The erase signals, manipulative signals for individual discharge sites, are imposed in opposition to the currently applied sustainer voltage at a level sufficient to discharge the wall charge on the walls of the addressed cell which is in the on state of discharge without accumulating a sufficient wall charge on the opposite wall to augment the next sustainer voltage transition to the site firing level. In the circuits of the patent application entitled Circuits for Driving and Addressing Gas Discharge Panels by Inversion Techniques the erase signals for both the normal sustainer voltage operating mode and the inverting sustainer voltage operating mode are imposed by'grounding the conductors of the opposed array which, by their cross point, define the addressed discharge site. Where the circuit of that disclosure applies the sustaining voltage components for the x array to all conductors of the x array, the panel of FIGS. 1, 2, and 3 has its cells controlled by erase signals applied coincidentally to the grouped conductors of each array the cross points of which constitute the discharge sub sites of the cell to be addressed. Thus for cell x-1,-y-1 conductors x- 1a and x-2a would receive x erase signals and conductors y-1a and y-2a would receive y erase signals so that all of the discharge sub sites of cross points 19-1a, 20-1a and 19-1a, 20-1b and 19-1b, 20-la and 19-112, 20-1b are transferred to the off state.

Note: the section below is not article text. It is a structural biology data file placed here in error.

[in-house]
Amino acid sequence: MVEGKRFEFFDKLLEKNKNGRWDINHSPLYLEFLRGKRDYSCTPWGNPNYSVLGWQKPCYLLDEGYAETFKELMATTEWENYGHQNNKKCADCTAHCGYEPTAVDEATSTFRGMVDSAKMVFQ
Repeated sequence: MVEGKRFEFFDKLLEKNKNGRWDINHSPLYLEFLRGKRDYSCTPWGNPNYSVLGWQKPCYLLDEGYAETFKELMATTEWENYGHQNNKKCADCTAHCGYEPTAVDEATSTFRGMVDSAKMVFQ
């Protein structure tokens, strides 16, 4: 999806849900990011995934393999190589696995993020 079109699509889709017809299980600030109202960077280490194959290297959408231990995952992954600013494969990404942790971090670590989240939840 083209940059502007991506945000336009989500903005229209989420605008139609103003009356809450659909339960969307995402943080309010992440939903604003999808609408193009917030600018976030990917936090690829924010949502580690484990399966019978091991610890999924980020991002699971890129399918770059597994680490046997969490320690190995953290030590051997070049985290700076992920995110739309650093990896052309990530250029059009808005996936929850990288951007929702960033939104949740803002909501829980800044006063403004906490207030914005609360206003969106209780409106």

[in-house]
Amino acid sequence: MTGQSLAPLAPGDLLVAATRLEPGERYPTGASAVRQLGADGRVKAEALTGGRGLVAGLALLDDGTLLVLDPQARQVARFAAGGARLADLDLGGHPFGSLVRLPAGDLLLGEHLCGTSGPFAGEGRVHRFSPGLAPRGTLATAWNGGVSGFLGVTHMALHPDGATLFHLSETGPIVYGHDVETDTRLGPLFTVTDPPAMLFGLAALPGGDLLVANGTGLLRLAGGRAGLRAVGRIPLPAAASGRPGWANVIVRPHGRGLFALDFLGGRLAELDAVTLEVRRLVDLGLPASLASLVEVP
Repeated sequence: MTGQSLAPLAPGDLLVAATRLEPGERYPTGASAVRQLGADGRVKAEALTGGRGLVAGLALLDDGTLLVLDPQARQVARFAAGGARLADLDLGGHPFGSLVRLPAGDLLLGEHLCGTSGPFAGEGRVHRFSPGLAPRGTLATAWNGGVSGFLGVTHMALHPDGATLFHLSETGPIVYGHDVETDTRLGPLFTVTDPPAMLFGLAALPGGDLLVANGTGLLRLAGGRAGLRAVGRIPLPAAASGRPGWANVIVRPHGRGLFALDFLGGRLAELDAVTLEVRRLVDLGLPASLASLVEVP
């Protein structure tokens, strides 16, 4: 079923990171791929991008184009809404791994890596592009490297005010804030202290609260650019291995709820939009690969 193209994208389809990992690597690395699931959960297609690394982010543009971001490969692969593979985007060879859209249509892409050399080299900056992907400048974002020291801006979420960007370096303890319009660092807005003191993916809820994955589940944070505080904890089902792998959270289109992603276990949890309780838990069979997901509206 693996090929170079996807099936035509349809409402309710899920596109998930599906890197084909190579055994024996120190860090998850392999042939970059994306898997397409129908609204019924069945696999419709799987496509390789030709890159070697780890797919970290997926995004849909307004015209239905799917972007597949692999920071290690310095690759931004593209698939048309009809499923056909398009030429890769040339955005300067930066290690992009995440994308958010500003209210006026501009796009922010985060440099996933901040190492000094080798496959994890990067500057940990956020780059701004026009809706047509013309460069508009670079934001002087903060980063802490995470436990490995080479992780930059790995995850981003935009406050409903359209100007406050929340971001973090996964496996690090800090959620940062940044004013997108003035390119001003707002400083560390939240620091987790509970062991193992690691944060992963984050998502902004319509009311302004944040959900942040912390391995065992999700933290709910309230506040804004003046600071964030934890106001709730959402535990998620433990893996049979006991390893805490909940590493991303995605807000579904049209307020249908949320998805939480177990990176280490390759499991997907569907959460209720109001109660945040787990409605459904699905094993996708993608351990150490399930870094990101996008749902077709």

While cells 21 each composed of four discharge sub sites 18 have been shown as made up of a cross point of an a conductor of an a conductor set and a b conductor of a b conductor set for each of the x array 16 and the y array 17, it is to be understood that only two such proximate cross points are required to achieve discharge interaction of spatial discharge transfer. As shown in FIG. 4, logic can be accomplished internally with a single x conductor 28 and paired conductors 29 and 31 having their cross points 32 and 33 with 28 sufficiently proximate for spatial discharge transfer. With a sustainer voltage imposed between 28 for the x component and 29 and 31 for the y component write partial select signals on 28 and either of 29 or 31 will institute a discharge at both discharge sub sites 32 and 33. Erase partial select signals, however, will not be effective to transfer the cell 34 comprising 32 and 33 to an off state unless applied to all conductors 28, 29 and 31.
FIG. 5 shows a matrix 35 of cells 36 each of which comprises an x conductor 37-1 37-4 and one conductor of the a set of y conductors and one conductor of the b set of y conductors 38-1 38-4 to make up a plurality of cells of two sub sites each.
In FIG. 6 nine discharge sub site cells 41 are illustrated to illustrate a three by three coincidence gate arrangement for AND logic in a display memory panel. In this arrangement each conductor array is made up of three sets of conductors designated a, b and c which are grouped for each cell in groups of three, one form each set, as x conductors 42- 1a, 42-112 and 42- 10 all of which must be subject to an erase partial select signal to erase the cell.